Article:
In the SSM, it is assumed that after removing the between-subject and between-region variability in the natural log-transformed imaging data, the residual regional values are small but contain relevant biological information independent of the global mean. Following the initial “double normalization” step, principal components analysis (PCA) is applied to these residuals (termed “subject residual profiles”, SRP) to characterize the spatial covariance structure of the subject groups. This method quantifies the expression of the obtained covariance patterns in each subject; it can also be used to assess the expression of a given pattern on a prospective single case basis. SSM/PCA refers to the subject scores for each principal component (PC) as subject scaling factors (SSFs). These values can be compared across groups and/or correlated with demographic and clinical descriptors of disease (e.g., Eidelberg et al., 1994; 1995; cf. Alexander and Moeller, 1994). Specific covariance patterns are considered to be “disease-related” if the SSF values distinguish the patient and control groups at a threshold of p<0.001, Student t-test (see e.g., Moeller et al., 1999; Ma et al., 2007). The model also computes a multiplicative global scaling factor (GSF) that is independent of the topographic effects embodied in the SSFs.
All voxels included in the analysis are assigned weights reflecting the salience of their contribution to the spatial covariance pattern network. For high eigenvalues, the magnitude and sign of the correlation between subject expression of the pattern (i.e., the SSF) and globally-normalized metabolic activity at each voxel determines the regional loadings (voxel weights) of the network. Voxels with significant positive correlations between these variables are assigned positive weights such that as pattern expression increases, metabolic activity in the positively weighted voxels increases as well. Likewise, negative voxel weights indicate decreases in local metabolic activity with increasing pattern expression. By convention, voxels with positive weights are displayed on a red color scale; those with negative weights are displayed on a blue color scale.
Voxels not participating in the network, i.e., those in which the correlation between SSF and globally normalized regional metabolism is not significant at a prespecified threshold, are assigned weights of zero. These regions represent the “baseline” for interpreting the positive and negative voxel weights within the network. In other words, the non-zero loadings reflect the covariance structure of the voxels that participate in the pattern. These voxel weights describe relative metabolic activity at the different network nodes; they do not represent regional metabolic rates for glucose in the absolute sense. Quite importantly, the definition of “zero” on the region weights of a particular network is not arbitrary. The authors suggest that in our work positive loadings were incorrectly assigned to null regions through a shift of the network baseline. Such an error would in fact be tested by our model and accordingly rejected.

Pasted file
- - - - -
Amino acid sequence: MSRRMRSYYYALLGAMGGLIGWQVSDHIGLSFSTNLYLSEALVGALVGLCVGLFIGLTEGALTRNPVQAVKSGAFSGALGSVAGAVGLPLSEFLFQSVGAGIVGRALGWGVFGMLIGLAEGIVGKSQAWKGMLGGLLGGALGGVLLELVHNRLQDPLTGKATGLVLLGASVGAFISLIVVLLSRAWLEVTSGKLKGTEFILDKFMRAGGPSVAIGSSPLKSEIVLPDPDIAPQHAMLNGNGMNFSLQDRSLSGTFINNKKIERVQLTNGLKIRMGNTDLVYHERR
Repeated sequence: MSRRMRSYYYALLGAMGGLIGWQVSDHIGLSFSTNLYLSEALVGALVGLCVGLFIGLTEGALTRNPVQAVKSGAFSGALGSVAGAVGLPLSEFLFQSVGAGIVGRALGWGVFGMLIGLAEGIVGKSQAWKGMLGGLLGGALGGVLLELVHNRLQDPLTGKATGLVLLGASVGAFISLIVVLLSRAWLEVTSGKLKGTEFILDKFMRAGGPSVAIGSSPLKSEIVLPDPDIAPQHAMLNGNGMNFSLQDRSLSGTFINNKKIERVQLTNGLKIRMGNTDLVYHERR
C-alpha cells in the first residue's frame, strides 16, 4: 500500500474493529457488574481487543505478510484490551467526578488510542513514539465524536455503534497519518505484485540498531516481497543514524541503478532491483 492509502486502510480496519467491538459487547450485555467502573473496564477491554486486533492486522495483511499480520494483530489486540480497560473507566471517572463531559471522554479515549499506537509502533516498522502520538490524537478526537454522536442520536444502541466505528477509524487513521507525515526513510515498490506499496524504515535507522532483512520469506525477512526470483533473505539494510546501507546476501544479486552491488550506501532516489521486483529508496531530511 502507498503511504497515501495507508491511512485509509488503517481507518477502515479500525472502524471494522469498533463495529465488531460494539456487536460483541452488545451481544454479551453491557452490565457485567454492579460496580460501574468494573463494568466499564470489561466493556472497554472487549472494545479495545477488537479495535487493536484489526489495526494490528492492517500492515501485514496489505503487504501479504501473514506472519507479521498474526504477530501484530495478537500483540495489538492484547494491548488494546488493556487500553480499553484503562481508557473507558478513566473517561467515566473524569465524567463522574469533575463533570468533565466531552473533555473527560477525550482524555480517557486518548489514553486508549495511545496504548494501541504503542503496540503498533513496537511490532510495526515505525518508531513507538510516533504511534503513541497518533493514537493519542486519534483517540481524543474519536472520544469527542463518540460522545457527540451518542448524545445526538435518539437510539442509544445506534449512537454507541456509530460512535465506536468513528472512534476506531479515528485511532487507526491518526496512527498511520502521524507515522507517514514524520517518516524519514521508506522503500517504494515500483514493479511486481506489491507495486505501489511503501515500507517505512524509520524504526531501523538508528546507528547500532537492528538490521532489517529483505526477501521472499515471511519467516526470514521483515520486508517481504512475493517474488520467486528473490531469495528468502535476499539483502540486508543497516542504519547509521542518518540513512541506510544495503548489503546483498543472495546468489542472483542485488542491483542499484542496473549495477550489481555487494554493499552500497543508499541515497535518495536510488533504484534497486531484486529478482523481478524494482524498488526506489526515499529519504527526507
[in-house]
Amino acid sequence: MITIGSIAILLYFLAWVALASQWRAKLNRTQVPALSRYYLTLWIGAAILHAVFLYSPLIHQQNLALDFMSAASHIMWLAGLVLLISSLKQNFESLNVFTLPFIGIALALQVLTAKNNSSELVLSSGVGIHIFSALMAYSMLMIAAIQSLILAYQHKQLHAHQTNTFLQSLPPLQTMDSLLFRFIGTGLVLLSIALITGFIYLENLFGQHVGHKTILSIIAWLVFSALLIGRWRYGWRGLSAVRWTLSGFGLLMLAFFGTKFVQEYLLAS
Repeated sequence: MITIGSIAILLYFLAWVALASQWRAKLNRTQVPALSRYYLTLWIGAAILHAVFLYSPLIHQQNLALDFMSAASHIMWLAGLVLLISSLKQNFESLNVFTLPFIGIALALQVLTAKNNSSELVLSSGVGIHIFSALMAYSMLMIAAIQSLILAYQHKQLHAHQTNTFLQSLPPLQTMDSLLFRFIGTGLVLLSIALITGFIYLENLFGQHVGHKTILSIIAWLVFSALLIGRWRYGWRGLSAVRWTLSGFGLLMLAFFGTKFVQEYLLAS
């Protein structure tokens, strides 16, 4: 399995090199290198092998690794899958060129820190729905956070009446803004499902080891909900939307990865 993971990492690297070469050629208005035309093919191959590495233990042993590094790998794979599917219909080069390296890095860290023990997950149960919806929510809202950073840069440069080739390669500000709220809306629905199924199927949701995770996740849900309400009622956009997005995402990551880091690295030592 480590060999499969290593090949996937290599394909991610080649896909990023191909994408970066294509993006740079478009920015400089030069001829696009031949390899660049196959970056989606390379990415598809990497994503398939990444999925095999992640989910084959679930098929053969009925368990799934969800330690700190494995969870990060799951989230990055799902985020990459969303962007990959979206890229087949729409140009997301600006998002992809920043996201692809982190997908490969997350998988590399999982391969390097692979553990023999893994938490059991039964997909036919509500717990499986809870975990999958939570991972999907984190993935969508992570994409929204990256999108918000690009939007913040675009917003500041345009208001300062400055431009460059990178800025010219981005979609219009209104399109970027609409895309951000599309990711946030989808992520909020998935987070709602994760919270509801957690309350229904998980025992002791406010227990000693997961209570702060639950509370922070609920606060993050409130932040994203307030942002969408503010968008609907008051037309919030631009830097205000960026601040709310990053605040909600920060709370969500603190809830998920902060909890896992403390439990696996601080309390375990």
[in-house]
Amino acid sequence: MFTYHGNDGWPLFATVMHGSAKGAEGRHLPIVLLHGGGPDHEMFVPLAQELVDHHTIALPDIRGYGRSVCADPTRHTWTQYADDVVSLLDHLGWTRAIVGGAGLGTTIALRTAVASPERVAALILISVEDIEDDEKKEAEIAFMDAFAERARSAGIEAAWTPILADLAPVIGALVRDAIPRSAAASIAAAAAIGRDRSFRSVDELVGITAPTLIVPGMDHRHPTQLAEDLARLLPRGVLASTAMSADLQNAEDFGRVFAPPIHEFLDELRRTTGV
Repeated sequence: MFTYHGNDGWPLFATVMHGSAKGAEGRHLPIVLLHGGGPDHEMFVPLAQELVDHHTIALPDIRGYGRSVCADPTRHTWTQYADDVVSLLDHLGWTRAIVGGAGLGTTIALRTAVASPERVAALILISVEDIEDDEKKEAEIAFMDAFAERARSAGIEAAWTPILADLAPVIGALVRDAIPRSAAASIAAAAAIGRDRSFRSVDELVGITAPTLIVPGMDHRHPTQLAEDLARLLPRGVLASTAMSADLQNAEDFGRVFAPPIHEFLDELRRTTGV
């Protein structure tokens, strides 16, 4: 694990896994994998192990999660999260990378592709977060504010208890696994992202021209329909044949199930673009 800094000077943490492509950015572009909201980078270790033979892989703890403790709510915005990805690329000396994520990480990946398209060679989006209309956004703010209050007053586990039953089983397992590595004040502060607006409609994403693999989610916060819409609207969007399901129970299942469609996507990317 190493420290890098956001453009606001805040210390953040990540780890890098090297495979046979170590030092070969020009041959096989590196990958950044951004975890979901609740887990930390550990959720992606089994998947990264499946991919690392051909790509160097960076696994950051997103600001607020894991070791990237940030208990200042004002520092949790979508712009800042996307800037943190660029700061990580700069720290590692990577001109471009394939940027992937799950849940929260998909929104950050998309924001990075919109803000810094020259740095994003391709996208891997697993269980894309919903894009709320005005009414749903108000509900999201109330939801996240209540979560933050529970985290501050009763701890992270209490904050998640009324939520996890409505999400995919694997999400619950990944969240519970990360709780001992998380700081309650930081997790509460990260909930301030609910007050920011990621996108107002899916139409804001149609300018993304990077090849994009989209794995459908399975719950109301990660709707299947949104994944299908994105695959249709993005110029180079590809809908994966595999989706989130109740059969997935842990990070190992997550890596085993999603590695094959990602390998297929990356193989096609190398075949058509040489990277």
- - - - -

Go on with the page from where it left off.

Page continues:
SSM/PCA was applied to the combined FDG PET data of the 24 early PD patients and 24 healthy controls described in Analysis 1. The computational procedure that was used has been described elsewhere (e.g., Ma et al., 2007; Habeck et al., 2008). The first principal component (PC1) accounted for 16% of the subject×voxel variability. Subject scores for this pattern accurately differentiated patients from controls (p<0.00001; Student t-test); these scores did not correlate with GMR (r2=0.02, p=0.8). Voxel weights on PC1 are displayed in Figure 1B. This early disease-related spatial covariance pattern was characterized by positive contributions (p<0.005) from the same brain regions that were found to be abnormally overactive on the SPM analysis (Analysis 1). At this threshold, the pattern also included a negative contribution from the posterior parietal cortex (BA 7/40) and from a small area of the prefrontal cortex (BA 9/10). In all contributing regions, voxel weights on the pattern proved to be stable by bootstrap resampling (|ICV|>2.75, p<0.005; 1000 iterations). Subject scores on this pattern exhibited excellent test-retest reliability (ICC 0.97, 95% confidence interval: 0.91, 0.99; p<0.001) when computed prospectively in the FDG PET scans from the test-retest cohort of 20 independent PD patients described above (Ma et al., 2007; cf. Huang et al., 2007a).
Thus, the metabolically overactive regions identified with SPM also make significant positive contributions to the disease-related spatial covariance topography. Interestingly, spatial covariance analysis also identified negative network contributions from posterior parietal and prefrontal cortex. We have recently reported increases in the metabolic activity of these areas following stereotaxic subthalamic nucleus (STN) surgery for PD, without change in global values (e.g., Trošt et al., 2006; Asanuma et al., 2006). This suggests that the metabolic reductions observed in these cortical regions in the untreated state are likely to be the consequence of abnormal signaling from functionally overactive subcortical regions.
When SSM/PCA is applied to combined group FDG PET datasets that include non-demented PD patients with advanced motor symptoms (Hoehn & Yahr Stage 3 or greater), the resulting disease-related covariance patterns are characterized by greater negative contributions from parietal association regions and from premotor and prefrontal cortex (Ma et al., 2007; cf. Moeller et al., 1999; Carbon et al., 2003a). Borghammer and colleagues hypothesize that cortical changes are the main regional drivers of PDRP activity. If indeed the subcortical and SMC “red” areas of the network are truly neutral from a functional standpoint (i.e., their voxel weights are at or near zero, rather than positive), one would predict that a subnetwork comprised only of these regions will exhibit little if any change with disease progression. One would also predict highly significant longitudinal changes in the expression of a subnetwork comprised solely of the cortical “blue” regions. The latter possibility is particularly compelling in that an incorrect assignment of baseline could lead to an underestimation of the negative contributions of these areas.